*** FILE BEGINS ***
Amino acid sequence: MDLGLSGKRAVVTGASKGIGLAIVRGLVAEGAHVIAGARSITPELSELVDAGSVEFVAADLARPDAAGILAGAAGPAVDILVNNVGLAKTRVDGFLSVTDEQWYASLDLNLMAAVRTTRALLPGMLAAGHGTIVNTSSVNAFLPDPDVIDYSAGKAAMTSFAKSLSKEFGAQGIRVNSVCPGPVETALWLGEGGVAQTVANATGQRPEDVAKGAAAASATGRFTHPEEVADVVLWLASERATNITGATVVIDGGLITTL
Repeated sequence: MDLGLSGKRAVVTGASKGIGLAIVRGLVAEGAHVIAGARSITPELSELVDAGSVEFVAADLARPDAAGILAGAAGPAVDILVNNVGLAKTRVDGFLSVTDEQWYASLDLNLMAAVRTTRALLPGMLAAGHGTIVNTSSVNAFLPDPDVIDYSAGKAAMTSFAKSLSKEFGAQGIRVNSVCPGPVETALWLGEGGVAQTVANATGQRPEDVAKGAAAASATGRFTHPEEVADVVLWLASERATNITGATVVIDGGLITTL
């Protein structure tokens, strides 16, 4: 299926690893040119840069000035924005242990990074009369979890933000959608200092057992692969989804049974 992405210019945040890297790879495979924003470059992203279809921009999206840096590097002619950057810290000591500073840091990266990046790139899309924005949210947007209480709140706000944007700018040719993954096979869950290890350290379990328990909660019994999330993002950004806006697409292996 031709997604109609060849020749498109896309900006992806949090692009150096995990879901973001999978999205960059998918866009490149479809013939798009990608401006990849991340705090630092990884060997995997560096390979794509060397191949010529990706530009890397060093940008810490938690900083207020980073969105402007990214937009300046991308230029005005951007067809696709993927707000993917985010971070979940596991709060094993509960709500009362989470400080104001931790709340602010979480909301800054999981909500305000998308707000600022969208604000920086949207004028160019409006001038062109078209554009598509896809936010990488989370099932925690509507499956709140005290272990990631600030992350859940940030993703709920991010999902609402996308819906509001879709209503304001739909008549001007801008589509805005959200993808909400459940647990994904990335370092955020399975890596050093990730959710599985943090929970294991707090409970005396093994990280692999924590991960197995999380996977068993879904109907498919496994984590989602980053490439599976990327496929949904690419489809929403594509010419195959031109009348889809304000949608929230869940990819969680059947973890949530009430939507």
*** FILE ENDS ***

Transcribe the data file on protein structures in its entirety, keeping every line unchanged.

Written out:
Amino acid sequence: MDLGLSGKRAVVTGASKGIGLAIVRGLVAEGAHVIAGARSITPELSELVDAGSVEFVAADLARPDAAGILAGAAGPAVDILVNNVGLAKTRVDGFLSVTDEQWYASLDLNLMAAVRTTRALLPGMLAAGHGTIVNTSSVNAFLPDPDVIDYSAGKAAMTSFAKSLSKEFGAQGIRVNSVCPGPVETALWLGEGGVAQTVANATGQRPEDVAKGAAAASATGRFTHPEEVADVVLWLASERATNITGATVVIDGGLITTL
Repeated sequence: MDLGLSGKRAVVTGASKGIGLAIVRGLVAEGAHVIAGARSITPELSELVDAGSVEFVAADLARPDAAGILAGAAGPAVDILVNNVGLAKTRVDGFLSVTDEQWYASLDLNLMAAVRTTRALLPGMLAAGHGTIVNTSSVNAFLPDPDVIDYSAGKAAMTSFAKSLSKEFGAQGIRVNSVCPGPVETALWLGEGGVAQTVANATGQRPEDVAKGAAAASATGRFTHPEEVADVVLWLASERATNITGATVVIDGGLITTL
């Protein structure tokens, strides 16, 4: 299926690893040119840069000035924005242990990074009369979890933000959608200092057992692969989804049974 992405210019945040890297790879495979924003470059992203279809921009999206840096590097002619950057810290000591500073840091990266990046790139899309924005949210947007209480709140706000944007700018040719993954096979869950290890350290379990328990909660019994999330993002950004806006697409292996 031709997604109609060849020749498109896309900006992806949090692009150096995990879901973001999978999205960059998918866009490149479809013939798009990608401006990849991340705090630092990884060997995997560096390979794509060397191949010529990706530009890397060093940008810490938690900083207020980073969105402007990214937009300046991308230029005005951007067809696709993927707000993917985010971070979940596991709060094993509960709500009362989470400080104001931790709340602010979480909301800054999981909500305000998308707000600022969208604000920086949207004028160019409006001038062109078209554009598509896809936010990488989370099932925690509507499956709140005290272990990631600030992350859940940030993703709920991010999902609402996308819906509001879709209503304001739909008549001007801008589509805005959200993808909400459940647990994904990335370092955020399975890596050093990730959710599985943090929970294991707090409970005396093994990280692999924590991960197995999380996977068993879904109907498919496994984590989602980053490439599976990327496929949904690419489809929403594509010419195959031109009348889809304000949608929230869940990819969680059947973890949530009430939507």